Over recent years, there has been a growing fascination with vintage axes. Many folks have refurbished these rustic tools to their former glory days as a way of saving money instead of purchasing a high-end axe, or simply for the fun of it. Call it “Buschraft recycling”, “historical preservation”, or what-have-you, the efforts are almost always rewarding.
In the beginning of January, I was very excited to receive the family axe, passed-down to my possession.
It’s a 3.5 pound Connecticut pattern felling axe. I sawed-off the helve because the wood towards the eye shrank significantly, partly due to the fact that it was coated with lacquer. The handle was also not proportional to the axe head (by my standards) being a bit too short at about 76 cm/30 inches.
Upon closer inspection, I noticed 6 ridges in the eye, 3 on each side…presumably this helps give a tighter fit to the helve. There was some rust pitting on the bit, but it seems to be minor and shouldn’t effect the structural integrity. If anything, it makes the axe look a bit antiquish. There also doesn’t appear to be a maker’s mark anywhere on the head – no numbers, symbols, letters…nothing. Sometimes, the manufacturer’s brand may be hidden under a layer of rust. But if you don’t see a mark after you clean up the rust, don’t worry – apparently, it is not uncommon to find an unmarked axe head every now and then, yet this does not mean that the axe is “poor quality”. Also keep in mind that corrosion and wear can obscure a mark beyond legibility.
To get the last bit of handle out, I first made a few holes at the top of the eye using a hand drill and improvised a drift out of a piece of Black Cherry. After a lot of pounding with the drift, I didn’t seem to be making much progress. The wood was stuck in the eye and not budging. After some thought, I figured I could remove that obstinate chunk by hammering it out from the other end. So I took out my coping saw and removed the protruding wood from the bottom. I made another drift as the other one was quite beaten up, and starting pounding from the lower end of the eye to the top. That did the trick ;).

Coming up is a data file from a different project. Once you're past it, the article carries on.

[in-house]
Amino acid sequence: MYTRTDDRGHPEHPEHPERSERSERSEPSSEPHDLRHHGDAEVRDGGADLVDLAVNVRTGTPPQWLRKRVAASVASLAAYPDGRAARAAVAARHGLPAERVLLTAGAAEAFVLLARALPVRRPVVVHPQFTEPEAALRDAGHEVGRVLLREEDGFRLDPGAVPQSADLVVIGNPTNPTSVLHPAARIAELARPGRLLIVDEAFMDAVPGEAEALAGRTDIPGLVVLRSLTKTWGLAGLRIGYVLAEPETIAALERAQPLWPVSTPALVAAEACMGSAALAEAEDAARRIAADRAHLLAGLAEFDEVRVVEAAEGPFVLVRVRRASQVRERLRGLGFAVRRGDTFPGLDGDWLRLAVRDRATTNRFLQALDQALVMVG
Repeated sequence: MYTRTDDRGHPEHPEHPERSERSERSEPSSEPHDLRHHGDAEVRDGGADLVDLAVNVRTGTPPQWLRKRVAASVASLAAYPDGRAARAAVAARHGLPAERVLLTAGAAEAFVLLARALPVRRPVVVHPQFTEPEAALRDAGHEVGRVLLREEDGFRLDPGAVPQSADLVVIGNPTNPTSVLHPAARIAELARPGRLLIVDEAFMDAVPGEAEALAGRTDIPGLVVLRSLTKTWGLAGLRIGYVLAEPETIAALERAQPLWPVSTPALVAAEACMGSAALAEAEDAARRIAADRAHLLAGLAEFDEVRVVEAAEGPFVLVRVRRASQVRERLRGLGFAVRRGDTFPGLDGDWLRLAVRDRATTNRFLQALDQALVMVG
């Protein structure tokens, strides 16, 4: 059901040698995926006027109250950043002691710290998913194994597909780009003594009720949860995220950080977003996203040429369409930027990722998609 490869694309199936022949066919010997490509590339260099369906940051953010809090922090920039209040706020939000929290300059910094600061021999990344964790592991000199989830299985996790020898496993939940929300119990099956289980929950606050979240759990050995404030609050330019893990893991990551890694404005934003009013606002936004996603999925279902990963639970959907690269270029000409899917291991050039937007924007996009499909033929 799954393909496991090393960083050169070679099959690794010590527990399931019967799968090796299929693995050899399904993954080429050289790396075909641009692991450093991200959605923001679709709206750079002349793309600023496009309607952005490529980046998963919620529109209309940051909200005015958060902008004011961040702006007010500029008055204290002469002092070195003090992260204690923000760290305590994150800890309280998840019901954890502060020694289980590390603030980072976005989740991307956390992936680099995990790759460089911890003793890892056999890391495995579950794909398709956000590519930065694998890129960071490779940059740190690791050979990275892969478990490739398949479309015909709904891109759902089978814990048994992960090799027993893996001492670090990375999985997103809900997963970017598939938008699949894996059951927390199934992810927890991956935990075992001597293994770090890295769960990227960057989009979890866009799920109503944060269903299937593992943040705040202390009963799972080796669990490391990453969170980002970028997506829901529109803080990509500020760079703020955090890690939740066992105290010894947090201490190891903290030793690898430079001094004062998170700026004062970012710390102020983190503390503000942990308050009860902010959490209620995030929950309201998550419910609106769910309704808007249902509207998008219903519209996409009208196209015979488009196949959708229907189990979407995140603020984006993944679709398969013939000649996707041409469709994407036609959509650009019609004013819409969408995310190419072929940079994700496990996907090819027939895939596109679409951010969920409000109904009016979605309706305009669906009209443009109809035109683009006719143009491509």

Now that the wood is out, the next stage is to remove that rust in a vinegar soak.
I let it soak for about 24 hours, and as you can see, most of the rust is gone. I used the steel wool to scrub off the rest. The darkened metal on the bit is the tempered steel.
Now we move on to the sharpening process…it will take a lot of work with this axe because the edge needs to be re-profiled. There is also some damage at the toe that I’ll need to take care of.
I’ll be using a single-cut mill bastard file. I don’t have access to power tools like a belt sander, so this will take a long time. The key here is patience and consistency – luckily I’m one of those folks with a good degree of perseverance, and often I’ll be so focused on the task that I don’t notice the hours slipping by. ***As a safety note, I strongly recommend wearing work gloves…it’s just too easy to slip and cut yourself.***
The first part of the process is to remove the thickness of the bit just behind the edge. This is a necessary step because it allows you to thin out an overly thick bit to improve chopping efficiency. This axe appears to have phantom bevels…the toe and heel ends of the bit are slightly thinner than the middle part. Therefore, I’ll need to remove most of the metal from the centre of the bit to keep things even. The finished edge will have a slight crescent shape.
I have no idea what this tool is called, but it came in handy for measuring the thickness of the edge as I filed. I also kept my Gränsfors on hand as an edge guide to compare to. I’m aiming not for a 24 degree bevel angle, but slightly above that to 26 or 27 degrees, to better suit the edge for chopping hardwoods.
After truing the damaged toe and thinning the bit on both sides, I changed my filing angle to thin the portion just before the edge and then transitioned this to sharpen the edge itself.
After almost 5 hours of filing, we are ready to move on to the stones. Both of these are Arkansas stones, one is soft (medium grit), the other is hard (fine grit). Instead of sharpening the axe on the stone, I like to hold the stone and sharpen the axe, using circular motions, starting just at the back of the edge bevel and transitioning to the edge itself.
Time for the strop :). This is one I made from a large Birch Polypore (aka “Razor-strop” fungus). I like to wipe the slurry from the stones onto the surface of the strop because it helps polish the edge, a bit like honing compound.
The edge is now hair-popping sharp, good enough for me :). Notice the slight crescent shape of the bevel – the thicker the centre of the bit, the more pronounced the crescent shape should be. With this axe, I also had to file back the bevel by the toe in order to compensate for the damage. Newer axes tend not to have phantom bevels, and therefore the edge bevel does not need to be crescent shaped because the bit thickness is even.
Now all that’s left to do is make a sheath, hang the axe, and give it a test run in the forest :D. Instead of purchasing a handle, I think I’ll try making one from scratch…we’ll see how it goes. Part 2 to follow when the axe is finished ;).